Charles Darwin closed his On the Origin of Species (1859) with a provocative promise that ‘light will be thrown on the origin of man and his history’. In his later books The Descent of Man (1871) and The Expression of Emotions in Man and Animals (1872), Darwin shed some of that promised light, especially on the evolved emotional and cognitive capacities that humans shared with other mammals.
In one scandalous passage, he demonstrated that four ‘defining’ characteristics of Homo sapiens—tool use, language, aesthetic sensitivity and religion—are all present, if rudimentary, in nonhuman animals. Even morality, he argued, arose through natural selection. Altruistic self-sacrifice might not give the individual a survival advantage, but, he wrote:
“There can be no doubt that a tribe including many members who, from possessing in a high degree the spirit of patriotism, fidelity, obedience, courage, and sympathy, were always ready to aid one another, and to sacrifice themselves for the common good, would be victorious over most other tribes; and this would be natural selection.”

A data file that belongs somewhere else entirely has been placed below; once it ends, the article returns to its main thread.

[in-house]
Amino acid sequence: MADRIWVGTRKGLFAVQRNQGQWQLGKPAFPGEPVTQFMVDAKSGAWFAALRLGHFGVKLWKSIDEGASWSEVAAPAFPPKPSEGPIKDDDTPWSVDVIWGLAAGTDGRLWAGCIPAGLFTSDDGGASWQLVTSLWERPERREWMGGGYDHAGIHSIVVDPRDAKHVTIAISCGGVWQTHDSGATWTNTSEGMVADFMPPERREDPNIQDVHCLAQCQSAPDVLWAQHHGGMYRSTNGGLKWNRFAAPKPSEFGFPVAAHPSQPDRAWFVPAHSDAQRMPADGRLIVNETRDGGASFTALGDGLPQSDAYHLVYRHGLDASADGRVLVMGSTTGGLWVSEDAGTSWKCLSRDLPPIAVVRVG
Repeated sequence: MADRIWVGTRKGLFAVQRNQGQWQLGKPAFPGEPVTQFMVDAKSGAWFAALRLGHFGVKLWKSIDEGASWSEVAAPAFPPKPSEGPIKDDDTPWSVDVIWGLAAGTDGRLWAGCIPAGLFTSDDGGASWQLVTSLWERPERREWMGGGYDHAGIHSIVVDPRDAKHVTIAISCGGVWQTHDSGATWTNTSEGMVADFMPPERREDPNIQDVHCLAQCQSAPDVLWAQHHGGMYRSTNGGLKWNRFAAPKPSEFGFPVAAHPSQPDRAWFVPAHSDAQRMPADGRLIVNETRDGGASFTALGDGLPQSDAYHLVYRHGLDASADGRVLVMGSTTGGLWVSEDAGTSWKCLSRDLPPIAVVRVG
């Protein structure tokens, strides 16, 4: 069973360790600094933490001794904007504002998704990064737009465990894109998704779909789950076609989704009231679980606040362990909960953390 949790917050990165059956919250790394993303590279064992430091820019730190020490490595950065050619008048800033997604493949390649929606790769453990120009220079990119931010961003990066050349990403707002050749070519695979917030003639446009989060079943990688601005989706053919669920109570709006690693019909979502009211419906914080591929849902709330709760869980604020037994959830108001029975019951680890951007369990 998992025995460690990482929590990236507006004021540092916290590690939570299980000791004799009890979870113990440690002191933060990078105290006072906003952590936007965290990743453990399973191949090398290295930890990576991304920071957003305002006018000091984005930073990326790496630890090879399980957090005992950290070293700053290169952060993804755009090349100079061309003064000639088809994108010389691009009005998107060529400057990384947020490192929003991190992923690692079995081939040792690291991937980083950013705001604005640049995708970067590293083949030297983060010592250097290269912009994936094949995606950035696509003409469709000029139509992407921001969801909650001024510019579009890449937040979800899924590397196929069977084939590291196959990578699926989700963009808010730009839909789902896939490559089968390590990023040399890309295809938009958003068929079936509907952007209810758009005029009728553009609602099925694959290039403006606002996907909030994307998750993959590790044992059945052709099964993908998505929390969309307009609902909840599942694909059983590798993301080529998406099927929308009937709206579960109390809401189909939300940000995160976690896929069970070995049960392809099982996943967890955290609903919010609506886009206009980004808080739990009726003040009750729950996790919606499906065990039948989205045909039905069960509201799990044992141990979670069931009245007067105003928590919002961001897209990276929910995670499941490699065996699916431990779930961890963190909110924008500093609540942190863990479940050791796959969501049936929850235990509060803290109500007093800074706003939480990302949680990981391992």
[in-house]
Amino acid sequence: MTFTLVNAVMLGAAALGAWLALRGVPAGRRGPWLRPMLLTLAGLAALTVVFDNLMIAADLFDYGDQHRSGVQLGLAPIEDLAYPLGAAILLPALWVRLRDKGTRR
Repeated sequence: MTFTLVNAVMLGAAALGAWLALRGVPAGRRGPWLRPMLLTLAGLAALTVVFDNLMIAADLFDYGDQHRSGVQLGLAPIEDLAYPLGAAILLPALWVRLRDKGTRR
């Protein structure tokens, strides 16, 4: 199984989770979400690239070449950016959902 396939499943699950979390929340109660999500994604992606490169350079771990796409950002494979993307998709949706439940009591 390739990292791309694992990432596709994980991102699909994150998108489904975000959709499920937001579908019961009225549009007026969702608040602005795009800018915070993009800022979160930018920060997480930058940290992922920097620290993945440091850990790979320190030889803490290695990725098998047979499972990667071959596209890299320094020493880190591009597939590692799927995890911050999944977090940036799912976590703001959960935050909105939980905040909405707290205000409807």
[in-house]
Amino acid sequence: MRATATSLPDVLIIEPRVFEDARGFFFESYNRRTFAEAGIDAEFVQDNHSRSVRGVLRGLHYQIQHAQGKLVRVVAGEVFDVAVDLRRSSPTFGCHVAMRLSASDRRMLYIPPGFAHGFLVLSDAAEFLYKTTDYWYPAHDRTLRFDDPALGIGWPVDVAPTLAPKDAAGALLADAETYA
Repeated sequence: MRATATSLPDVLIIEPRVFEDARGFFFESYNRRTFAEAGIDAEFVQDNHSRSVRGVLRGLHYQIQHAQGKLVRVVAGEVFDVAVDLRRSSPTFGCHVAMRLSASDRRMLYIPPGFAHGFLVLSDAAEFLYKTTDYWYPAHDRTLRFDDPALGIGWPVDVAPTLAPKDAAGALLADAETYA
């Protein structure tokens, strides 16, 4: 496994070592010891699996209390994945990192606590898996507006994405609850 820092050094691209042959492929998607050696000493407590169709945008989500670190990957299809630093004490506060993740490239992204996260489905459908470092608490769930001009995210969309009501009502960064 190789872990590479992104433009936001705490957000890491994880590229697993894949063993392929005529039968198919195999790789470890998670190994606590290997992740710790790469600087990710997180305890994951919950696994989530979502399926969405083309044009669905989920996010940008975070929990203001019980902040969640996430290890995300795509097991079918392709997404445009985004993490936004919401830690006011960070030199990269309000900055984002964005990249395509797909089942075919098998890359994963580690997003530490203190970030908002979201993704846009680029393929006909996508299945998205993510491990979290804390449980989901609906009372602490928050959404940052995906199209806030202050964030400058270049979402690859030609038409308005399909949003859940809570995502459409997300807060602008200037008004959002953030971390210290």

Yet Darwin’s revolutionary understanding of the evolved nature of human emotions has been neglected since. When scientists turned again to the mind a century later, the computer was the model that both sparked the cognitive sciences revolution and served as its exclusive investigative tool. The computational model of the mind has been very powerful, but it has no way (and no need) to capture the biological ingredient of motivational feeling-states, and has been unconcerned with the evolved substrate to such processes. Even when evolutionary psychology rose to prominence in the 1990s, it did so by ignoring the actual evolved physiology and behavior of brain and body. Rather, it set out on a search for computational modules that had placed human behavior in some largely mythical Pleistocene. Indeed, contemporary moral psychology and its philosophical counterpart often continue this modular approach, assuming the existence of innate normative switches in the human mind and discounting the emotional nature of ethical actions.